“In this way we try to see our project as a positive solution to the social problem and helping the workers and plantations and most importantly helping the children for their future.”
In Sabah most stateless children of Indonesian parentage were born and raised there by parents who have arrived in a steady stream since the 1970s to fulfil demand for cheap labour in the palm oil sector.
Malaysia is the world’s second-largest palm oil producer and Sabah, with 1.4 million hectares of oil palm plantations, accounts for almost a third of national production.
Then there are children of the Filipinos who fled armed conflict in Mindanao in the southern Philippines in the 1960s, or of recently arrived Filipinos working at construction sites and homes.
These children of Filipino parentage are even more vulnerable than the Indonesian children because the Filipino government, unlike Indonesia, has no consulate in Sabah’s capital, Kota Kinabalu, despite demand from civil society groups, said Anne Lasimbang, executive director of PACOS, a local community-based organisation.
This has left stateless Filipino children in a catch-22 situation: Even if they can afford the two-and-a-half-hour flight to the Filipino embassy in Malaysia’s capital, Kuala Lumpur, they need identity documents to travel there. But these official documents allowing freedom to travel can only be received in Kuala Lumpur.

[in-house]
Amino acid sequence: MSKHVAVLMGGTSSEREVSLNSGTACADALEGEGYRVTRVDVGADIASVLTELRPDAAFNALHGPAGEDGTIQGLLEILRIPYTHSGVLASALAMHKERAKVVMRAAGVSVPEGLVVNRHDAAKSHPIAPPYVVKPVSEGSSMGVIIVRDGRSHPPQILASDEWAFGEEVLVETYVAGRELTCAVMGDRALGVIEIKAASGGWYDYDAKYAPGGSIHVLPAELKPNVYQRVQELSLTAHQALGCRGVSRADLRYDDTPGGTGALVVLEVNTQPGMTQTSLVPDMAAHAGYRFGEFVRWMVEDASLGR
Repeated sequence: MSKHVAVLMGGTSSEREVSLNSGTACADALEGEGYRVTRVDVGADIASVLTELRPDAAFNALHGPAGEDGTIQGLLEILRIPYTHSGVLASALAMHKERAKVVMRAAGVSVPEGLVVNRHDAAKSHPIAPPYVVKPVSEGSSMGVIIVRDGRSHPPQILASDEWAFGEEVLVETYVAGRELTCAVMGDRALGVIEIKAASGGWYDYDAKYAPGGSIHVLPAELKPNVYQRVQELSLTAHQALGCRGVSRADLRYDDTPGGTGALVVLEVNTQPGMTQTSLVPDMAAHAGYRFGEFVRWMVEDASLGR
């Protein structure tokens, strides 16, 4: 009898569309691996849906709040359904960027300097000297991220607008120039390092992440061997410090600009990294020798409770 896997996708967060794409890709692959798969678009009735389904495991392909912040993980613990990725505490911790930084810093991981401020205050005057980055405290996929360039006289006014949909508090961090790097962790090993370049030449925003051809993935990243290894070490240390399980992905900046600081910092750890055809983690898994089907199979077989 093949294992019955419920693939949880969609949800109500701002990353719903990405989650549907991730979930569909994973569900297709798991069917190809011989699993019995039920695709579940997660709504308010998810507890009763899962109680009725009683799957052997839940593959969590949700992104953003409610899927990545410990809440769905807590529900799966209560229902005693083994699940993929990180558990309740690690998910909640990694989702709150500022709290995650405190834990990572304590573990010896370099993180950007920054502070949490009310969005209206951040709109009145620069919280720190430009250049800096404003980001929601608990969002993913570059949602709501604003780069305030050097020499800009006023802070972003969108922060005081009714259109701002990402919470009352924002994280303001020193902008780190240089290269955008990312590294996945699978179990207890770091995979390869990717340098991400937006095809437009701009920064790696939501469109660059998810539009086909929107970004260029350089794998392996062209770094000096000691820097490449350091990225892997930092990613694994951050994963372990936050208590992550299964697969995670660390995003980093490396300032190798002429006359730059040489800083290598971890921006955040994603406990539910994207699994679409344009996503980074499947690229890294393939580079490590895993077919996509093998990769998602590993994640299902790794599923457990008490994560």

Mark*, an 11-year-old Filipino student at a Humana school, said his family always worries about him or his mother being arrested and deported because they, unlike his father, have no official documents.
“If we go into town we always look around. If we see police, sometimes we would run away and if we hear they will be looking to arrest illegal immigrants, we will run away to the plantations and hide,” he told AlertNet. “It's scary.”
Under Malaysia’s immigration laws, foreign workers are not allowed to marry so those who do are married according to customary or religious practices, not legally. This makes it difficult to get birth certificates or register children at embassies.
Even if the parents are legally married, the cost of registering a child can be prohibitive. Many are also unaware of the application procedure or cannot afford travel costs to reach the embassies.
Most of these families earn 500 to 800 Ringgit ($167 - $267) a month, depending on the work, PACOS’ Lasimbang said.